Upstairs at the venerable Village Recorder, ensconced in a purpose-built production room, veteran mix engineer Simon Leadley and a triumvirate of composers have been brainstorming nearly non-stop on the music for director Peter Weir’s new film, “Master and Commander: The Far Side of the World.” The movie, based on a best-selling novel by Patrick O’Brian, is set in 1896 and stars Russell Crowe as “Lucky” Jack Aubrey, captain of the H.M.S Surprise, and Paul Bettany (“A Beautiful Mind”) as the ship’s surgeon, Dr. Stephen Maturin. The film follows the ship and its crew as they pursue a French frigate, in a chase that takes them to the far reaches of Tierra del Fuego in South America. It’s a beautiful, intellectual drama, and in true Peter Weir style it’s resplendent with depth and insight into the characters, and what it must have been like to be far from home, adrift in one of these ships, in the surreal world of the late 19th century. Though not an action film by design, the movie is fast-paced and packed with stunning action footage.
Director Peter Weir (“The Truman Show,” “Dead Poets Society”) had very specific ideas about where the film needed music, and what kinds of sonic textures he wanted to hear intertwined with the production’s storms, cannons and other full-spectrum effects. He brought together an unlikely team of composers to realize that vision, including Icehouse singer Iva Davies, American composer Christopher Gordon, and virtuoso violinist Richard Tognetti, creative director for the Australian Chamber Orchestra. Each composer came to the project with decidedly different musical styles and approaches.
“My job is to help to glue these three disparate sources together into a cohesive score,” relates Leadley, whose past credits include “Moulin Rouge,” “Hearts in Atlantis” and “Inspector Gadget 2.” “That involves recording the music, bringing it all together, looking after the mix and all the technical aspects of the session. Each of them has their own way of working. Christopher composes using pen and paper, but he uses Performer and a couple of notation programs as well; Richard was a novice to the technology coming into the project, but he’s been like a sponge, learning all these new technologies; and Iva is an old hand at this stuff.”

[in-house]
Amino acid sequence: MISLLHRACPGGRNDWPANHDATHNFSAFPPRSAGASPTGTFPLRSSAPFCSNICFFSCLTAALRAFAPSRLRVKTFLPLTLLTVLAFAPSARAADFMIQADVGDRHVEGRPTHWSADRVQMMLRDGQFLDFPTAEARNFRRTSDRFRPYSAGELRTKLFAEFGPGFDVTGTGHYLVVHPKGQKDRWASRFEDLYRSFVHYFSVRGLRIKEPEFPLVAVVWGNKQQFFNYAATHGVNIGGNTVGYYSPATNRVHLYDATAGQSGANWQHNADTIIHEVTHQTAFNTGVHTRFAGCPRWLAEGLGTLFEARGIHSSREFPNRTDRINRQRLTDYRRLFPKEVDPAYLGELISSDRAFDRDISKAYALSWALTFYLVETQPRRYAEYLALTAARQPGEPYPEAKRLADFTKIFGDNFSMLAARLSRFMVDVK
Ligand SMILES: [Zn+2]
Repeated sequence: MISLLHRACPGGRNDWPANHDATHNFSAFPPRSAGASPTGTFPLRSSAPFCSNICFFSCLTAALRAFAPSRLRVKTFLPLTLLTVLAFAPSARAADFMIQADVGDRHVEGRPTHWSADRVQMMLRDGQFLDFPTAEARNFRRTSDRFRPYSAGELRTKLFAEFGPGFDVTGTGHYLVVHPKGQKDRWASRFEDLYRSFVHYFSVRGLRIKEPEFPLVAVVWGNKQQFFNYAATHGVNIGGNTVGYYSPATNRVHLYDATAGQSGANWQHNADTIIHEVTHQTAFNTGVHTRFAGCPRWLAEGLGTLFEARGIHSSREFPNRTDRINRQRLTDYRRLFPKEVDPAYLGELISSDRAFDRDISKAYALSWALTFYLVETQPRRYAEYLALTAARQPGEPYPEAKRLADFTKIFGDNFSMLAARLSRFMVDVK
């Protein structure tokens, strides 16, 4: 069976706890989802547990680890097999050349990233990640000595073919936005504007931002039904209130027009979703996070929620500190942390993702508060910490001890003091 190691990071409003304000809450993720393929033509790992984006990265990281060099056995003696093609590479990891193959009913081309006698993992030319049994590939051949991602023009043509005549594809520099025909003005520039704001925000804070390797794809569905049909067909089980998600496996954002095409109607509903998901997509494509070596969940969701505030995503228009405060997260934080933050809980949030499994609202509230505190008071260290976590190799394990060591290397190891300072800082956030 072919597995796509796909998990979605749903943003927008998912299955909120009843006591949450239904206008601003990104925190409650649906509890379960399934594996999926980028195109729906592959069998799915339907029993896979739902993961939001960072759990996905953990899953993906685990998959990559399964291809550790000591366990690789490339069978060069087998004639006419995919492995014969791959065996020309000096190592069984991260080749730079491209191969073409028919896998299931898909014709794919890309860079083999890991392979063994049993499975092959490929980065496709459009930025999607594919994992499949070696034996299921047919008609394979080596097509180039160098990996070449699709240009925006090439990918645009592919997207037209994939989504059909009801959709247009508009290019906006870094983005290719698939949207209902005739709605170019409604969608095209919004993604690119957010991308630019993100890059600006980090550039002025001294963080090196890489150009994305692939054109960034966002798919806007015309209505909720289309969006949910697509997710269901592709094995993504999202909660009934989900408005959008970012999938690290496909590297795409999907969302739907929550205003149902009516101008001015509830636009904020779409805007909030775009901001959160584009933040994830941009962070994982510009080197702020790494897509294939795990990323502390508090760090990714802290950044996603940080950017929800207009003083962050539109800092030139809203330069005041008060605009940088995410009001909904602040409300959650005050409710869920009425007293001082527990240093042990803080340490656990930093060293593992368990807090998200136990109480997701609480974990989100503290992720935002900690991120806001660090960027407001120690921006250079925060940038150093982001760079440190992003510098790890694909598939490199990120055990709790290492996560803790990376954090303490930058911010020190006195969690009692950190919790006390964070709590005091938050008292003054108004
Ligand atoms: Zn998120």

Sonically, the landscape is wide and deep, ranging from powerful orchestral pieces to otherworldly synthetic textures and atmospheres. Drums and percussion feature heavily. “We used a percussionist here in L.A., Mike Fisher, who works with Japanese Taiko drums and all sorts of brilliant toys. We went ‘round to his warehouse to pick out drums, and one we chose was an enormous Taiko, 6 feet in diameter, made from a single tree trunk. Try miking that up and making it sound good.”
Synth and percussion tracks were all recorded direct to Leadley’s ProTools HD-1 system, with a second HD-1 system used to capture the orchestra. Tracks were then committed to stems on a third HD-1 system for final mix and lay-up to picture. “The best thing about working this way is that you can always be looking toward the final mix while you’re tracking, rather than bringing hundreds of tracks to the mix. Ultimately I think one makes better decisions when you’re not in a pressure situation like a mixdown. That’s one of the reasons demos always sound better, because you’re working intuitively, not flipping left brain – right brain, agonizing over the mix. In a sense, limiting your choices is actually more empowering.